When it comes to green buildings, most commercial real estate brokers are in a bind.  They have the trusted business relationships, they have the ear of the clients, and they’re positioned to stay put.  But adding value to deals is harder than ever when the buildings themselves demand more and more from their handlers.

Changes in technology affect all stakeholders – brokers, property managers, and owners – in a increasing number of ways.  Technology changes in building controls, new goals in sustainability and energy efficiency, new regulations and the rise of the smart electrical grid all add up to headaches for the average commercial broker.  Whether under the heading “green” or “smart”, brokers are caught without enough information about the new trends and struggle to add value.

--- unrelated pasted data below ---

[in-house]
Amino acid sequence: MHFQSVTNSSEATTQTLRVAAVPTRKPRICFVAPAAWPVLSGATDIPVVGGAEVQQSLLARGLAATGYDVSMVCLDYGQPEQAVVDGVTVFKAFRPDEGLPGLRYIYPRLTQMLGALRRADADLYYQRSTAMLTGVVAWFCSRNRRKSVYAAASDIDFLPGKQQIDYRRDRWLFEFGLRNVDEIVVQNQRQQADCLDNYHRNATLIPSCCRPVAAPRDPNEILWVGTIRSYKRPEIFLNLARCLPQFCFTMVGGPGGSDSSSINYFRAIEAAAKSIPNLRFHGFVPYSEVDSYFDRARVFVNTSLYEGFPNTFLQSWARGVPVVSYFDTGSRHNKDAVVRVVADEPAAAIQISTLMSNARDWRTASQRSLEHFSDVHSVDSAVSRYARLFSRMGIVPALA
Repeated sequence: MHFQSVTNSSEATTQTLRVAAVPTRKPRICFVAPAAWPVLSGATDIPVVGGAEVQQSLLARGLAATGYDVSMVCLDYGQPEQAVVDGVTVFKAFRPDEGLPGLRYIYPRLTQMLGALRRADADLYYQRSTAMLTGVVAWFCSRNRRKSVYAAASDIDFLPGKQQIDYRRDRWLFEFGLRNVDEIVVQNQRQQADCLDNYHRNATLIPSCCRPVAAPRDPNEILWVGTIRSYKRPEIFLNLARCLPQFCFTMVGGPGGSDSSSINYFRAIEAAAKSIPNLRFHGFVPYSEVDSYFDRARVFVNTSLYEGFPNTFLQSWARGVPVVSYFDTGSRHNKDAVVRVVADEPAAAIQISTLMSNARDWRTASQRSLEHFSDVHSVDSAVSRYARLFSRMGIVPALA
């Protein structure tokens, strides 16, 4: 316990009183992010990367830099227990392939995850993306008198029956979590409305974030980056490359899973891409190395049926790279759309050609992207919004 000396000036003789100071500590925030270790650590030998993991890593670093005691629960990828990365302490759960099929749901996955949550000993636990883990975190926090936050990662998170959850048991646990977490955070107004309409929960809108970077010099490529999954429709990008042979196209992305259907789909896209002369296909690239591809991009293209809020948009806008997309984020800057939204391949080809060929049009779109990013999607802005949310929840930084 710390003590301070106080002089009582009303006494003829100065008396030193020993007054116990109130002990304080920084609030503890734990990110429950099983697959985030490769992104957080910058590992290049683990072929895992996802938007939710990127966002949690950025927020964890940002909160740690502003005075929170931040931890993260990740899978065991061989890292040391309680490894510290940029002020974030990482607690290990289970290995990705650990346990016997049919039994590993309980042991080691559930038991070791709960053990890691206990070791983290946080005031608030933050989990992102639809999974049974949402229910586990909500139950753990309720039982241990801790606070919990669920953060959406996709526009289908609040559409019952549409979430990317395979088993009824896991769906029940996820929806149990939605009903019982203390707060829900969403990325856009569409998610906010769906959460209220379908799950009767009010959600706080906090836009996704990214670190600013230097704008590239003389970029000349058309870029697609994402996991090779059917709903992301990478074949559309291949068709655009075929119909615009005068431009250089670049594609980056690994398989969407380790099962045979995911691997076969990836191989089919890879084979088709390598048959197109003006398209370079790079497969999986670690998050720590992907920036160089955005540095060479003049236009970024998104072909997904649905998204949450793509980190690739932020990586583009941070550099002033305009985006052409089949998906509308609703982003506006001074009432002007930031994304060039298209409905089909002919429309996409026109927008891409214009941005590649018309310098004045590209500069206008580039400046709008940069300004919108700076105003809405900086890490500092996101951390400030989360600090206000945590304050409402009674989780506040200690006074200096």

Part of this is because what architects and engineers used to handle exclusively – usually at build time – is now an ongoing process that absolutely impacts bottom lines on property deals.  New technologies affect all the areas that brokers traditionally advise on – leases, pro formas, financing.   While brokers aren’t supposed to become experts in technology, the days where a couple of cliches about green this or smart that just don’t cut it any more.

NAR Commercial has put out a great podcast that addresses the basics in green technology in an interview with Tom Shircliff of Intelligent Buildings Incorporated.  As a strategic consultant to key stakeholders, it’s Tom’s job to keep CRE pros aware of green/smart building terminology and some tech too – just enough to add value to a deal. Check it out here. And don’t fear the new: make it work for you!